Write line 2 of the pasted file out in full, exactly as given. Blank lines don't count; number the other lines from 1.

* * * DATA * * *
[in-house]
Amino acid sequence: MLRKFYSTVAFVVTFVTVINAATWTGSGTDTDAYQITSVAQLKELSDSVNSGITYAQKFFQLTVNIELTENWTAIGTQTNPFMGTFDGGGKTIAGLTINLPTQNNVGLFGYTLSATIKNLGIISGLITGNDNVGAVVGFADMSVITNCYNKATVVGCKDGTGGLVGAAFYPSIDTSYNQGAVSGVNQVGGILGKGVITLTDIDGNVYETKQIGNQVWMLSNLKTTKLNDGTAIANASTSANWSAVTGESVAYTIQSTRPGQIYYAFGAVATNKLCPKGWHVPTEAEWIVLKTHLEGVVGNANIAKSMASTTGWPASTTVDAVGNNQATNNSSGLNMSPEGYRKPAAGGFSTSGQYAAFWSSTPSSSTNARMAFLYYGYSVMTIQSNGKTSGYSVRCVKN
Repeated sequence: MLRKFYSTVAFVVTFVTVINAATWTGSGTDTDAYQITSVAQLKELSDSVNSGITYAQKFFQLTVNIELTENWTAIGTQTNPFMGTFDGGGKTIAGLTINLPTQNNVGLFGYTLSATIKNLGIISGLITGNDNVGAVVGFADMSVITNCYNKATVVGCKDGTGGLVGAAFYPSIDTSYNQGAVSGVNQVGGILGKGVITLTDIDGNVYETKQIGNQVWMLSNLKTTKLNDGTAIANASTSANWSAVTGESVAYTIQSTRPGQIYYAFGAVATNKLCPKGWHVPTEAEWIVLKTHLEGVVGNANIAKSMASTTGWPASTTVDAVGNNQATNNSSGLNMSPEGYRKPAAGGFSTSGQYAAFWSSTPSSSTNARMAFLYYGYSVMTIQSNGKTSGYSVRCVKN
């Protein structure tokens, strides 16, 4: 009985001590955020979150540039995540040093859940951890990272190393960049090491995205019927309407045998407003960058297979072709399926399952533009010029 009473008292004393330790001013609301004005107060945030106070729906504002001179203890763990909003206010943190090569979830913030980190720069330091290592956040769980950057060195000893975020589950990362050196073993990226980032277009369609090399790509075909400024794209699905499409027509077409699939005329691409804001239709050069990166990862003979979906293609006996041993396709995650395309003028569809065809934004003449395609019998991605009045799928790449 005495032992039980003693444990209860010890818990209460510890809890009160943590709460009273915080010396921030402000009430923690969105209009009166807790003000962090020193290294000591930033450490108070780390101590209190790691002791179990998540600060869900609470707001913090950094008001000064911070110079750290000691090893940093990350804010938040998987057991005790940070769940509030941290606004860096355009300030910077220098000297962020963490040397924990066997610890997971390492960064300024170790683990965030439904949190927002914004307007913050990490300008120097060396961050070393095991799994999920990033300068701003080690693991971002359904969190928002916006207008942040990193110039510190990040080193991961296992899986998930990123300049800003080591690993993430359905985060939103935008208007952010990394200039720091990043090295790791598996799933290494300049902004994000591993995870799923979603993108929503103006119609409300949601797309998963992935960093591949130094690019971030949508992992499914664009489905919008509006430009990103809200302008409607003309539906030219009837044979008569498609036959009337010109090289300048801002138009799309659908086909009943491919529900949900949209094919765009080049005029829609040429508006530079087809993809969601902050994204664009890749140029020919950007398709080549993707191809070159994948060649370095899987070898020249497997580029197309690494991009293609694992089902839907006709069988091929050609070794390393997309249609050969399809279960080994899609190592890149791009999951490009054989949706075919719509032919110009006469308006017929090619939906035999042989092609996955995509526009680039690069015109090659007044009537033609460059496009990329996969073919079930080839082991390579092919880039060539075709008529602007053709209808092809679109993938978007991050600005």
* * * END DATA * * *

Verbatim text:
Amino acid sequence: MLRKFYSTVAFVVTFVTVINAATWTGSGTDTDAYQITSVAQLKELSDSVNSGITYAQKFFQLTVNIELTENWTAIGTQTNPFMGTFDGGGKTIAGLTINLPTQNNVGLFGYTLSATIKNLGIISGLITGNDNVGAVVGFADMSVITNCYNKATVVGCKDGTGGLVGAAFYPSIDTSYNQGAVSGVNQVGGILGKGVITLTDIDGNVYETKQIGNQVWMLSNLKTTKLNDGTAIANASTSANWSAVTGESVAYTIQSTRPGQIYYAFGAVATNKLCPKGWHVPTEAEWIVLKTHLEGVVGNANIAKSMASTTGWPASTTVDAVGNNQATNNSSGLNMSPEGYRKPAAGGFSTSGQYAAFWSSTPSSSTNARMAFLYYGYSVMTIQSNGKTSGYSVRCVKN